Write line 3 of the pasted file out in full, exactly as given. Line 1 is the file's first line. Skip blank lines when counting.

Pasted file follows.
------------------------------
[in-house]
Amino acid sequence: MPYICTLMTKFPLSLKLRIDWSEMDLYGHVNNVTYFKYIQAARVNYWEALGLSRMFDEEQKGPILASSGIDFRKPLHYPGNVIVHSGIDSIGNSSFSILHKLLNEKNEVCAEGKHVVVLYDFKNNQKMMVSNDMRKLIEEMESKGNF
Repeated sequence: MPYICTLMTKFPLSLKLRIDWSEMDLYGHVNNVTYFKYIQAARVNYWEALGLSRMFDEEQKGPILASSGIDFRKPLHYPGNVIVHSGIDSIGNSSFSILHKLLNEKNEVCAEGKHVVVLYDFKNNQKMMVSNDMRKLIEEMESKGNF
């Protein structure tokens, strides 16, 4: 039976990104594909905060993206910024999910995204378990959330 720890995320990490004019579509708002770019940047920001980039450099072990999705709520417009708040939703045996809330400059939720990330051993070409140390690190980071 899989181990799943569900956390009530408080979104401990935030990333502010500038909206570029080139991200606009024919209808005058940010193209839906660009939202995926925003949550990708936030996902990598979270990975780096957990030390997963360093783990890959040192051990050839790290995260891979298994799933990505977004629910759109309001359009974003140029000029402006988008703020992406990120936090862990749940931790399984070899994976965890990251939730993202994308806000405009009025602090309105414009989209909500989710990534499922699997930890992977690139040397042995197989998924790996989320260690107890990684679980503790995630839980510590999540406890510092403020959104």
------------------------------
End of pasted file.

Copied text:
Repeated sequence: MPYICTLMTKFPLSLKLRIDWSEMDLYGHVNNVTYFKYIQAARVNYWEALGLSRMFDEEQKGPILASSGIDFRKPLHYPGNVIVHSGIDSIGNSSFSILHKLLNEKNEVCAEGKHVVVLYDFKNNQKMMVSNDMRKLIEEMESKGNF